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A look at the few exhibits at ‘Leela’ that explores the Ramayana tradition

There is a dhokra statue of Ram, Sita and Lakshman on an elephant with a monkey consort. Interestingly, it is one of the few representations of Rama and Lakshman sitting behind Sita. The exhibition is on display at the Twin Art Gallery, IGNCA, Janpath, till December 25. Time: 11 am-7 pm

An image of a group of people wearing headgear of peacock feathers has another unusual feature — their faces are tattooed with lines of the word “Ram” in Devnagri script. They are the Ramnamis of Chhattisgarh, every inch of whose bodies bear the name of their god. There was a time when the community didn’t wear a shred of cloth on their bodies, since “Ram” was all they wanted to be covered in. A century ago, the tattooed bodies were an act of defiance and devotion after the community was denied entry into temples in Chhattisgarh. Over a period of time, they have begun to wear a white cloth with “Ram” blockprinted on it.

The photograph is one of the exhibits that traces the sociocultural impact of faith in the exhibition “Leela”, which explores the Ramayana tradition in India and foreign countries such as Nepal. “The exhibition is built around the philosophical, narrative, visual, pictorial and performing aspects of the Ramayana in classical, folk and contemporary contexts,” says Molly Kaushal, Professor and Head of Department, Janapada Sampada Division, Indira Gandhi Centre for the Arts (IGNCA), who has curated the exhibition. Among other prominent displays comprising 100 artefacts is a 10th century image of Lord Ram looming over his mother, Kaushalya, as he reveals his mystic form or vishwarupa. This is interesting because lore and legend celebrates Krishna revealing his cosmic appearance to his frightened mother but “Leela” shows that a similar event also exists in the story of Ram.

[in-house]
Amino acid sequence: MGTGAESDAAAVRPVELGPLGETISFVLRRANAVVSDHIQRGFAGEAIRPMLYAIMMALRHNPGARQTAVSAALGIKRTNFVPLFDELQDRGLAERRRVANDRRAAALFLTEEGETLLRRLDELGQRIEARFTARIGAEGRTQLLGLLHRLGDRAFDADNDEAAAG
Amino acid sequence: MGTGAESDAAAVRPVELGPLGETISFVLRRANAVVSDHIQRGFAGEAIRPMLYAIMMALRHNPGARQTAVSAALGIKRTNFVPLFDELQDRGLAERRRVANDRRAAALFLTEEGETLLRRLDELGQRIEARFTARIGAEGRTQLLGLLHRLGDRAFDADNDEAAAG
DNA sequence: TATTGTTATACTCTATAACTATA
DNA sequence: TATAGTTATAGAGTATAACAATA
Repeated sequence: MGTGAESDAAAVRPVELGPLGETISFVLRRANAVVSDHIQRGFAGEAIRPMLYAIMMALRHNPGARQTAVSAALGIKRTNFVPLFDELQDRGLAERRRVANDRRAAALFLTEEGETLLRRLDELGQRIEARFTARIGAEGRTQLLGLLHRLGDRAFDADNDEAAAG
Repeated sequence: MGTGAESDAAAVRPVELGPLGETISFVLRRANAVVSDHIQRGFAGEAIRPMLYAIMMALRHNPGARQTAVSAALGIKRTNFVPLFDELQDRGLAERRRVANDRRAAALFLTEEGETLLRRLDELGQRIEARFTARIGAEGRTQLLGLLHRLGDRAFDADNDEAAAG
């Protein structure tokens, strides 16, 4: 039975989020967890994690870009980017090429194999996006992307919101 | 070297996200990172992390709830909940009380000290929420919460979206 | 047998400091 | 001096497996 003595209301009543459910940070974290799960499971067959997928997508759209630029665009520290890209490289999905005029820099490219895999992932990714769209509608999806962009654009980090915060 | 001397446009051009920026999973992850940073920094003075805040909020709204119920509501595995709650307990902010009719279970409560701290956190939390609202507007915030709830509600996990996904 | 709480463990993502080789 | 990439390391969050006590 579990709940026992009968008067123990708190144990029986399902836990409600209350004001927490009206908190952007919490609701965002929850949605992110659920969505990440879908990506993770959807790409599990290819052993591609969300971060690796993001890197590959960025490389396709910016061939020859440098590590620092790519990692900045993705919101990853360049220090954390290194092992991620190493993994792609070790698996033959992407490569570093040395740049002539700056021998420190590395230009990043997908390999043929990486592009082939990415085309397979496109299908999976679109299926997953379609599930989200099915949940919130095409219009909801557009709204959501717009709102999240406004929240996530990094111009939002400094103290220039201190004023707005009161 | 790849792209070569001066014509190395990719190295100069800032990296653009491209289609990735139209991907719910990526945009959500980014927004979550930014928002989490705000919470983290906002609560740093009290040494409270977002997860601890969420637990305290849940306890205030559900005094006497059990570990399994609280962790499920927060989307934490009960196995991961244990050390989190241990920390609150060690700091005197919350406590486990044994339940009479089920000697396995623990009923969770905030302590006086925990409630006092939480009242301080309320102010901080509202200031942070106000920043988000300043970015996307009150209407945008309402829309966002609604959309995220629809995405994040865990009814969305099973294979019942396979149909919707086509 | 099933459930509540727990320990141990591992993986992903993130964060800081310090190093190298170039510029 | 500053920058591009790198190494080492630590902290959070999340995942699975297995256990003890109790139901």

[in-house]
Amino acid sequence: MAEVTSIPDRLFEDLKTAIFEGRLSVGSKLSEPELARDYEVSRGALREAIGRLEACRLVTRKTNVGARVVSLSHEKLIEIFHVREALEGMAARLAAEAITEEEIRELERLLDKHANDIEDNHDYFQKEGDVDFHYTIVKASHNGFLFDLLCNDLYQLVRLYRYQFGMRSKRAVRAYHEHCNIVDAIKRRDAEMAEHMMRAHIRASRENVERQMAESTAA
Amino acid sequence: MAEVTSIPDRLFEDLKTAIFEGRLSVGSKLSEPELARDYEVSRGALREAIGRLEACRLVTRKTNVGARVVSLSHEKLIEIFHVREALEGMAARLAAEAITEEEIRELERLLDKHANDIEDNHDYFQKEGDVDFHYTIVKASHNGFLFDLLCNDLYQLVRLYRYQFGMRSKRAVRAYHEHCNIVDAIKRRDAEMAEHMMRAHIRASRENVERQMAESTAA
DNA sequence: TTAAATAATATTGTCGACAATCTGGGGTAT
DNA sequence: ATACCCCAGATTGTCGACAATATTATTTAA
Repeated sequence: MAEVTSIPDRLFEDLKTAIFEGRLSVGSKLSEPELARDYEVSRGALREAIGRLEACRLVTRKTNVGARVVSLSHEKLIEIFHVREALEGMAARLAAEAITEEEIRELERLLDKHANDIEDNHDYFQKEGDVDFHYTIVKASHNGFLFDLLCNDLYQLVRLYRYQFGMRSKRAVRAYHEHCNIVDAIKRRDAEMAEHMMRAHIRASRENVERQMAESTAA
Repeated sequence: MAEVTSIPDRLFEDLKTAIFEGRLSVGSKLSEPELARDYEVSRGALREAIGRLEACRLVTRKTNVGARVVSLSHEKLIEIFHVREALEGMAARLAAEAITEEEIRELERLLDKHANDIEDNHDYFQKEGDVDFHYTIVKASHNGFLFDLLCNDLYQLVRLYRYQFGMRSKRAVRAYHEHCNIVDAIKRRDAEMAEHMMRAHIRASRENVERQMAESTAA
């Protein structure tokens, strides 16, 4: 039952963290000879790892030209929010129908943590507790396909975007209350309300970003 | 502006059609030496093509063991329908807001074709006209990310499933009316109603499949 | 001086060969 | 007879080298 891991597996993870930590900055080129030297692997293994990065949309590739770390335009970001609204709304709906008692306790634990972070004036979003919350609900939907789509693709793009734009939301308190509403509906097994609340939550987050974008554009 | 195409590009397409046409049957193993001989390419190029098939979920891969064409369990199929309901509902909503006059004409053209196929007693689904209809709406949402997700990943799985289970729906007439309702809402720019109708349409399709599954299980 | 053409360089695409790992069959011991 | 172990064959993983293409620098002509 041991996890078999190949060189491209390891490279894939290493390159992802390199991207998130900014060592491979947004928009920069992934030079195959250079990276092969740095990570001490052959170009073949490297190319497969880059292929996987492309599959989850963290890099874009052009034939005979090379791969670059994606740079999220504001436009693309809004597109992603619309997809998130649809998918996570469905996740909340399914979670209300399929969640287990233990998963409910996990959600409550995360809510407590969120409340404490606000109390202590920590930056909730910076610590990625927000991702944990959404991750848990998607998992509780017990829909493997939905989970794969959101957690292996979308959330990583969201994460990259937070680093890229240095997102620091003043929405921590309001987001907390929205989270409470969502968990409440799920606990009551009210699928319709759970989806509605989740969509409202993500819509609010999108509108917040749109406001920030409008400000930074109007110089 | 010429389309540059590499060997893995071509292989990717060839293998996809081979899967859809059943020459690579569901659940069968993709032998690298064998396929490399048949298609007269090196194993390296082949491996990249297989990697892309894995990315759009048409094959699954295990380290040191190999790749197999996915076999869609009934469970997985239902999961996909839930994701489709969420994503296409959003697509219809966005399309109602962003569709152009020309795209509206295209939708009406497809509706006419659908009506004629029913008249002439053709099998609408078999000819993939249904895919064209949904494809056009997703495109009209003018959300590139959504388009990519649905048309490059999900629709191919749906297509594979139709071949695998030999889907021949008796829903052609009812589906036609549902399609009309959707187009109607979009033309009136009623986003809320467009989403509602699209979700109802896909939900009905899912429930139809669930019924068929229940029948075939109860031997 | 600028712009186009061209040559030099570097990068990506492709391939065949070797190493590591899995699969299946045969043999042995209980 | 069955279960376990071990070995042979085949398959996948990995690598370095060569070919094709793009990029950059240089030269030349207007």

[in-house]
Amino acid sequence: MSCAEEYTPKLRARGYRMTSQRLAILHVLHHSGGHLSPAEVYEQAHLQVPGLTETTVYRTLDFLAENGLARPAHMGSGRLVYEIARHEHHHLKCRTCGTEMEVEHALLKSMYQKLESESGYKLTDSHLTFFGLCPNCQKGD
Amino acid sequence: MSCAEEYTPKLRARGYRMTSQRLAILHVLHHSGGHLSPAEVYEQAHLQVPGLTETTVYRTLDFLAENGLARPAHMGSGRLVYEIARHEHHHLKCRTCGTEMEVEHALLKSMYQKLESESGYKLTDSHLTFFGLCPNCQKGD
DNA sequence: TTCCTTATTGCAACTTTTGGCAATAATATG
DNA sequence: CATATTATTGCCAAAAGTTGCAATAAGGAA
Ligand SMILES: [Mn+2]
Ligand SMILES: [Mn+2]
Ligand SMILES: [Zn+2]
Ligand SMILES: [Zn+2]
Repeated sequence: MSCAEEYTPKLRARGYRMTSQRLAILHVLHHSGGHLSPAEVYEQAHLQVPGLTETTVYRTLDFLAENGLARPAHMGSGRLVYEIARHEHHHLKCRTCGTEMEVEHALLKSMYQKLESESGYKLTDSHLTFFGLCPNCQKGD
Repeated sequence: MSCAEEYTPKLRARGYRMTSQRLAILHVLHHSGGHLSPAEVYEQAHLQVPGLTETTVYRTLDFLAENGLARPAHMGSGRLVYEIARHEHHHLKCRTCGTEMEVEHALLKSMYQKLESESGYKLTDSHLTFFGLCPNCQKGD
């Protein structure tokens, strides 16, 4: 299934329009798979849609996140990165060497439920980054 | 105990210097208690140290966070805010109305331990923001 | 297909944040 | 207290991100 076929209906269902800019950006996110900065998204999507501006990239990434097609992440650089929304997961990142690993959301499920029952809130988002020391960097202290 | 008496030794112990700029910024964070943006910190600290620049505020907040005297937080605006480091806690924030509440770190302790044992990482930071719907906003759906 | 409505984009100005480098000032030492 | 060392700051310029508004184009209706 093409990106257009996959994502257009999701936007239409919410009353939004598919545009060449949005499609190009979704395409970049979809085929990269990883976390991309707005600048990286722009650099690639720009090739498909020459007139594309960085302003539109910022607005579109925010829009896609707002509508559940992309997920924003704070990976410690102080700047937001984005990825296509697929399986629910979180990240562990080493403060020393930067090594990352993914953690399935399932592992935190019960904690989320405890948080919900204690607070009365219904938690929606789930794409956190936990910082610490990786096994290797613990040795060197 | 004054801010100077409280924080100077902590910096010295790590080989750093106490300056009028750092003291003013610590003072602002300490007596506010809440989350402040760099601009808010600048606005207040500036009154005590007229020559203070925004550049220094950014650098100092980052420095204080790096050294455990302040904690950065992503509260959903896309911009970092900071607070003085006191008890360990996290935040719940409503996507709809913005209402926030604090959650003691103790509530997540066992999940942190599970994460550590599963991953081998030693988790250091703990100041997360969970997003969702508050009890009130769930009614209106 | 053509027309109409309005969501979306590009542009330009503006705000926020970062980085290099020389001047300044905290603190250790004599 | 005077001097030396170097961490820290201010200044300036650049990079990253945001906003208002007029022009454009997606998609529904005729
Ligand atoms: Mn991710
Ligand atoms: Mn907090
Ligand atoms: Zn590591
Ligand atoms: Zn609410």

A video of the Nati Imli Ramleela in Varanasi, said to be the oldest, captures the meeting of the brothers at the end of the 14 years of vanvaas during Bharat Milap. The swelling and surging crowds are testimony to the Ramleela being a living tradition, with believers dressed up to watch the enactment of the epic scene.

The spread of the Ramayana stories is showcased through a selection of masks, phad and musical instruments. These are intricately designed and handled with ritual reverence.

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A replica of coins issued by Akbar that bear inscriptions of ‘Siya Ram’ on one side and ‘Allah’ on the other are also on display. As the political climate in the country becomes increasingly divisive, this exhibit testifies to Akbar’s attempt to sustain religious harmony in his empire.

There is a dhokra statue of Ram, Sita and Lakshman on an elephant with a monkey consort. Interestingly, it is one of the few representations of Rama and Lakshman sitting behind Sita.

The exhibition is on display at the Twin Art Gallery, IGNCA, Janpath, till December 25. Time: 11 am-7 pm

First published on: 14-12-2017 at 00:00 IST
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